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Scientific Articles   |    
A Multicenter Randomized Controlled Trial Comparing Single-Row with Double-Row Fixation in Arthroscopic Rotator Cuff Repair
Peter L.C. Lapner, MD, FRCSC1; Elham Sabri, MSc2; Kawan Rakhra, MD, FRCSC1; Sheila McRae, MSc3; Jeff Leiter, PhD3; Kimberly Bell, BA1; Peter MacDonald, MD, FRCSC3
1 Division of Orthopaedics (P.L.C.L. and K.B.), Department of Diagnostic Imaging (K.R.), The Ottawa Hospital, General Campus, 501 Smyth Road, W1648, Box 502, Ottawa, ON K1H 8L6, Canada. E-mail address for P.L.C. Lapner: plapner@toh.on.ca. E-mail address for K. Rakhra: krakhra@toh.on.ca. E-mail address for K. Bell: kibell@toh.on.ca
2 Methods Centre, Clinical Epidemiology Program, Ottawa Hospital Research Institute, 501 Smyth Road, Box 208, Room W0590, Ottawa, ON K1H 8L6, Canada. E-mail address: esabri@ohri.ca
3 Pan Am Clinic, 75 Poseidon Bay, Winnipeg, MB R3M 3E4, Canada. E-mail address for S. McRae: smcrae@panamclinic.com. E-mail address for J. Leiter: jleiter@panamclinic.com. E-mail address for P. MacDonald: pmacdonald@panamclinic.com
View Disclosures and Other Information
Disclosure: None of the authors received payments or services, either directly or indirectly (i.e., via his or her institution), from a third party in support of any aspect of this work. One or more of the authors, or his or her institution, has had a financial relationship, in the thirty-six months prior to submission of this work, with an entity in the biomedical arena that could be perceived to influence or have the potential to influence what is written in this work. No author has had any other relationships, or has engaged in any other activities, that could be perceived to influence or have the potential to influence what is written in this work. The complete Disclosures of Potential Conflicts of Interest submitted by authors are always provided with the online version of the article.

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Investigation performed at The Ottawa Hospital, University of Ottawa, Ottawa, Ontario, the Pan Am Clinic, Winnipeg, Manitoba, and the University of Manitoba, Winnipeg, Manitoba, Canada

A commentary by Diane L. Dahm, MD, is linked to the online version of this article at jbjs.org.


Copyright © 2012 by The Journal of Bone and Joint Surgery, Inc.
J Bone Joint Surg Am, 2012 Jul 18;94(14):1249-1257. doi: 10.2106/JBJS.K.00999
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Abstract

Background: 

Controversy exists regarding the optimal technique for arthroscopic rotator cuff repair. The purpose of this multicenter, randomized, double-blind controlled study was to compare the functional outcomes and healing rates after use of single-row and double-row suture techniques for repair of the rotator cuff.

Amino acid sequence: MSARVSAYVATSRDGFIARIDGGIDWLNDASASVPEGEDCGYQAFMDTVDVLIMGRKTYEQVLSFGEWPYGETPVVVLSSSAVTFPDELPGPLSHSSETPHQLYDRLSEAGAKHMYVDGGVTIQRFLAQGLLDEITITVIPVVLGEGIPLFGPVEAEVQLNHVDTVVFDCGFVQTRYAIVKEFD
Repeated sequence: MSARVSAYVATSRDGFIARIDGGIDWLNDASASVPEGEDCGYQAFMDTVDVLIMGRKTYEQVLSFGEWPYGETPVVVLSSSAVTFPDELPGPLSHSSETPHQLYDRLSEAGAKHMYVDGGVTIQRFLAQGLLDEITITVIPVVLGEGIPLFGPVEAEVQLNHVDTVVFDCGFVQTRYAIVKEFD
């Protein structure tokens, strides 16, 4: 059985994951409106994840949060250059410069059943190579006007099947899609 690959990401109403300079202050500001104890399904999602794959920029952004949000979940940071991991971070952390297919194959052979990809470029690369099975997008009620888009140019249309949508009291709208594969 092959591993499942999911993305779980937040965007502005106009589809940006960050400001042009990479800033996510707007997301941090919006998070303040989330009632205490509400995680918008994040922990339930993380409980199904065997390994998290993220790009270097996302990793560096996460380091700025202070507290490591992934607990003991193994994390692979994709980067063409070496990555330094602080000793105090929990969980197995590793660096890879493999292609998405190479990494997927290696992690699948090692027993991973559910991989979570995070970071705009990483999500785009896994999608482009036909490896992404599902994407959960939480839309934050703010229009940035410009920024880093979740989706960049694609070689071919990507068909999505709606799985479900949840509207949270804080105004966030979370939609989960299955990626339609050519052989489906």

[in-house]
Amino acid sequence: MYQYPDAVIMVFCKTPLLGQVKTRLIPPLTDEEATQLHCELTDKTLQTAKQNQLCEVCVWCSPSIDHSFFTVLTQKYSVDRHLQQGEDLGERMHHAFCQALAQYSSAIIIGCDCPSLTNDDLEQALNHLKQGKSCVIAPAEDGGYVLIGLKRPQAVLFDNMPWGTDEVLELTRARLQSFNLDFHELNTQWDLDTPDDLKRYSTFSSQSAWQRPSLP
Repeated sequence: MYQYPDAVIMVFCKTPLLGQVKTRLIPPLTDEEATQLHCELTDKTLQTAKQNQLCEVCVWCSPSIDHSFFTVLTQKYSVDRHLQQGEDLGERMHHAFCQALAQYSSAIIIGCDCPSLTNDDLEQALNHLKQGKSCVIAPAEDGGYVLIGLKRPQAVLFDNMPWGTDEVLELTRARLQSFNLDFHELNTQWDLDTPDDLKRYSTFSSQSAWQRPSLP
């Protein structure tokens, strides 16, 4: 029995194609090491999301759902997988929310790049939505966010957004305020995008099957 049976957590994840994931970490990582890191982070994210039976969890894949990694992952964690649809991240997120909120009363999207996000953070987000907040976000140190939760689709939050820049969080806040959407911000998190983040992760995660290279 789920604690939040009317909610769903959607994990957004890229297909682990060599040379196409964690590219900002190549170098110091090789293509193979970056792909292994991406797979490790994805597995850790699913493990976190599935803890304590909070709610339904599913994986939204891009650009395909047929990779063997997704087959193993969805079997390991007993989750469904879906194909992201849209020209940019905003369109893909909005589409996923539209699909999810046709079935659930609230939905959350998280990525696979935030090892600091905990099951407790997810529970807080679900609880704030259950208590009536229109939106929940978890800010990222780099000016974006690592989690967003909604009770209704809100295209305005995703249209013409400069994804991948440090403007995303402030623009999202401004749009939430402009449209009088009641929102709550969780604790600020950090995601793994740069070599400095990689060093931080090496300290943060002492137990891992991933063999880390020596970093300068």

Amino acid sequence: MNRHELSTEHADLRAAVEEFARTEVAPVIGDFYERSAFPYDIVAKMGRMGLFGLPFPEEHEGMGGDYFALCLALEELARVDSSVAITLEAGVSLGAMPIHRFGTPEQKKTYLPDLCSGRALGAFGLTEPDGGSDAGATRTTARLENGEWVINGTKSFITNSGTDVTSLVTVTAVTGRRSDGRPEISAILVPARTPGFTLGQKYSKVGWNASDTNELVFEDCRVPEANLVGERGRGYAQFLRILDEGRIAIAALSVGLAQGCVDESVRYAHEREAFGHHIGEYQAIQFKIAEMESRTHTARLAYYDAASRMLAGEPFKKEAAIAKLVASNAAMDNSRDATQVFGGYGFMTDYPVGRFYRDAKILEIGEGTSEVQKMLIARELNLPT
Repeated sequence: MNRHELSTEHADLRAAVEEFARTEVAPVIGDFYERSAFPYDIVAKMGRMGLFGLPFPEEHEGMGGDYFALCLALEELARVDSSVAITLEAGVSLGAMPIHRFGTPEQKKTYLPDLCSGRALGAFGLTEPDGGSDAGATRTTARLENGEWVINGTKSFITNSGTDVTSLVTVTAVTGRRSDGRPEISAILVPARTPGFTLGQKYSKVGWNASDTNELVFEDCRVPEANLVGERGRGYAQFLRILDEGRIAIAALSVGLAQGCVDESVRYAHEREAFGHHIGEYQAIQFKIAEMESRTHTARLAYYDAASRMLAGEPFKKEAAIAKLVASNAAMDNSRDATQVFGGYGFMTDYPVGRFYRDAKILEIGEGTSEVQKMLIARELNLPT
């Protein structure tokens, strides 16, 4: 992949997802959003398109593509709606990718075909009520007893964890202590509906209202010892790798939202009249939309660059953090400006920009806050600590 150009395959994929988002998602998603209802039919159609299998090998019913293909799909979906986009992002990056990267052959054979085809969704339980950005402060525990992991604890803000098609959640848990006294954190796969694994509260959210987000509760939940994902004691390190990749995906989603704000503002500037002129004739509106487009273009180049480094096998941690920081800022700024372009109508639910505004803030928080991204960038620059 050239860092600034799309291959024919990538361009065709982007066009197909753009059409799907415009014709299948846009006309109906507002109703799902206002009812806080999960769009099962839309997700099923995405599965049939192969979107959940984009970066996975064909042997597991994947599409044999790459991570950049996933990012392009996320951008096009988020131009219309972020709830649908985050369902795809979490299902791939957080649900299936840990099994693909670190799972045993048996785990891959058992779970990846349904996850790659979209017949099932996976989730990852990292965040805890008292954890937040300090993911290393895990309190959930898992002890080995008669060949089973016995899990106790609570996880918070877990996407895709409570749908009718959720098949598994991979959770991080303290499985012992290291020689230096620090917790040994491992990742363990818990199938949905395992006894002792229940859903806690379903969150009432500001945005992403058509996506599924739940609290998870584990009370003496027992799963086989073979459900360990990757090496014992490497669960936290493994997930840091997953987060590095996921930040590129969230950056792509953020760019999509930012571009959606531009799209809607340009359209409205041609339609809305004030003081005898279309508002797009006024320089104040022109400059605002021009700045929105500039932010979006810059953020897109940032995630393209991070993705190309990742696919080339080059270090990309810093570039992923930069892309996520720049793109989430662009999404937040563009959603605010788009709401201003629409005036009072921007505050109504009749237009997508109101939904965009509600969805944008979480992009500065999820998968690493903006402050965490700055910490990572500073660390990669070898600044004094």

Methods: 

Ninety patients undergoing arthroscopic rotator cuff repair were randomized to receive either a single-row or a double-row repair. The primary objective was to compare the Western Ontario Rotator Cuff Index (WORC) score at twenty-four months. Secondary objectives included comparison of the Constant and American Shoulder and Elbow Surgeons (ASES) scores and strength between groups. Anatomical outcomes were assessed with magnetic resonance imaging (MRI) or ultrasonography to determine the postoperative healing rates.

Results: 

Baseline demographic data including age (p = 0.29), sex (p = 0.68), affected side (p = 0.39), and rotator cuff tear size (p = 0.28) did not differ between groups. The WORC score did not differ significantly between groups at any time point (p = 0.48 at baseline, p = 0.089 at three months, p = 0.52 at six months, p = 0.83 at twelve months, and p = 0.60 at twenty-four months). The WORC score at each postoperative time point was significantly better than the baseline value. The Constant score, ASES score, and strength did not differ significantly between groups at any time point. Logistic regression analysis demonstrated that a smaller initial tear size and double-row fixation were associated with higher healing rates.

Conclusions: 

No significant differences in functional or quality-of-life outcomes were identified between single-row and double-row fixation techniques. A smaller initial tear size and a double-row fixation technique were associated with higher healing rates as assessed with ultrasonography or MRI.

Level of Evidence: 

Therapeutic Level I. See Instructions for Authors for a complete description of levels of evidence.

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    These activities have been planned and implemented in accordance with the Essential Areas and policies of the Accreditation Council for Continuing Medical Education (ACCME) through the joint sponsorship of the American Academy of Orthopaedic Surgeons and The Journal of Bone and Joint Surgery, Inc. The American Academy of Orthopaedic Surgeons is accredited by the ACCME to provide continuing medical education for physicians.
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